The death of the music industry? The rambling of a man that knows little but talks a lot
The Twittersphere is always abuzz with chatter on any subject you can think of, from knitting and crochet right through to amputee/goat porn.
The inter-connected planet will live on right now allows us to keep up to date with people’s lives minute-by-minute. And, to me, this is a great era to live in.
There’s an opinion among lots of artists that they are missing out on sales due to people stealing their music. Something you hear a lot of grime MCs (coincidentally or not).
The retweet was an article from Business Insider discussing the Record Industry Association of America’s (RIAA) revenue and how sales are down.
I didn’t expect it to provoke such a reaction, but I’ve just shat my brains into this post. Read on if you dare.
Firstly, the article made me chuckle, because essentially it only served as a correction to another analyst’s misinterpretation of the figures. It’s an article of corrections. And it’s possible that the original tweeter took this as the title talks of the real death of the industry, and not the real truth of an existing story as it was supposed to be.
Corrections or not, there’s still a very clear message: Music sales are down. At least, they are for the RIAA.
I immediately questioned – “Why is this?”
I don’t think there’s one catch-all answer (like piracy for example as the RIAA would have you believe) to what has happened.
My theories started as a tweet reply to Control-S, but 140 characters just didn’t do.
I see lots of different factors that may have all played a part. And I don’t necessarily believe the “death” of a population-raping industry is a bad thing.
In an era of manufactured pop music & MTV, I start to think that their decisions have lead to their own downfall.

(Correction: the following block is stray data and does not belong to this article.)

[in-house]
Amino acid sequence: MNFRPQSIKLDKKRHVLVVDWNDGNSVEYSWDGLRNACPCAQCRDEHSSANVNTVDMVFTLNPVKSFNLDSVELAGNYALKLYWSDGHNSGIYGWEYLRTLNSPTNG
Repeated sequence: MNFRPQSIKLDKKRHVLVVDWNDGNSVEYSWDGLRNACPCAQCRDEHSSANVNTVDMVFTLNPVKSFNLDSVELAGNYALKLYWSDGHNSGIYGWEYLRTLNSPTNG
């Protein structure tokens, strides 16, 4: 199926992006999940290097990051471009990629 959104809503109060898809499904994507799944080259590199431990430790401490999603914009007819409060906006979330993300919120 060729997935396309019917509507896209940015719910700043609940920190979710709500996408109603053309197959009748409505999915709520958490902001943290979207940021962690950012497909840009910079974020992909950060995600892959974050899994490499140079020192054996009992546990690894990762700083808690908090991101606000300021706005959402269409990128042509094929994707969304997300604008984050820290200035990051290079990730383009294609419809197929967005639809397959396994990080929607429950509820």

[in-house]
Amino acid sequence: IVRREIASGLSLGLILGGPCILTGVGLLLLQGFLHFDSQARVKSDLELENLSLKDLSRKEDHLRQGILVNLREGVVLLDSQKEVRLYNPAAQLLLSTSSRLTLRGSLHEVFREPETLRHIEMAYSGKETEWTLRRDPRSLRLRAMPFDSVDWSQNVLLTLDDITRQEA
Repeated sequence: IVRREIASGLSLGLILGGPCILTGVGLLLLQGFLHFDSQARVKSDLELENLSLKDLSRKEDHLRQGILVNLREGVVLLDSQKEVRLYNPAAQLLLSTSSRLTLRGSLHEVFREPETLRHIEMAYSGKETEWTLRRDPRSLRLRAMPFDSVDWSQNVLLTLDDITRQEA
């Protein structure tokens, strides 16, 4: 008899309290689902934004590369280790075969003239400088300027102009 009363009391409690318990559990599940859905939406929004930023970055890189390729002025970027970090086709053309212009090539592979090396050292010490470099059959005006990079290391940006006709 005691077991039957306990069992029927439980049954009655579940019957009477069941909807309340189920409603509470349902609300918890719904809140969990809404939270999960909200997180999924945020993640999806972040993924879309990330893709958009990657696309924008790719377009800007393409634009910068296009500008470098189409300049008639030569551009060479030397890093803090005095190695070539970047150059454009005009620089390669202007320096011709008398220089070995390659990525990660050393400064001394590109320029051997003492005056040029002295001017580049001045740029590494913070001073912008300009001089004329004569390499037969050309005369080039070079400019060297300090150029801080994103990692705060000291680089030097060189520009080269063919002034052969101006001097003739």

This industry has continually stuffed contrived “pop stars” down the throats of the people, and I think an increasing number of people are switching off to this – especially the older generation. You get to the stage where the charts belong to teenagers and kids – teenagers and kids that would rather spend their money on sweets. Or drugs and alchopops. The older generation is not interested in what Justin Beiber is singing about. I’m sure her smile is lovely, but is she as dirty as Christina Agurilara in a coal mine?
The multi-million dollar music video is the promotional vehicle of choice. They said video killed the radio star. I question: has video killed radio because it’s infinitely more accessible?
For years, the music industry used the radio as one of its main avenues of promotion, and sticking to the same model they migrated this to music video channels on TV. Music becomes more accessible. It’s also being played earlier and earlier before release. By the time a song hits the street a teenybopper could have heard it 9000 times on MTV Base. Why are they then going to pay for something they’re bored of?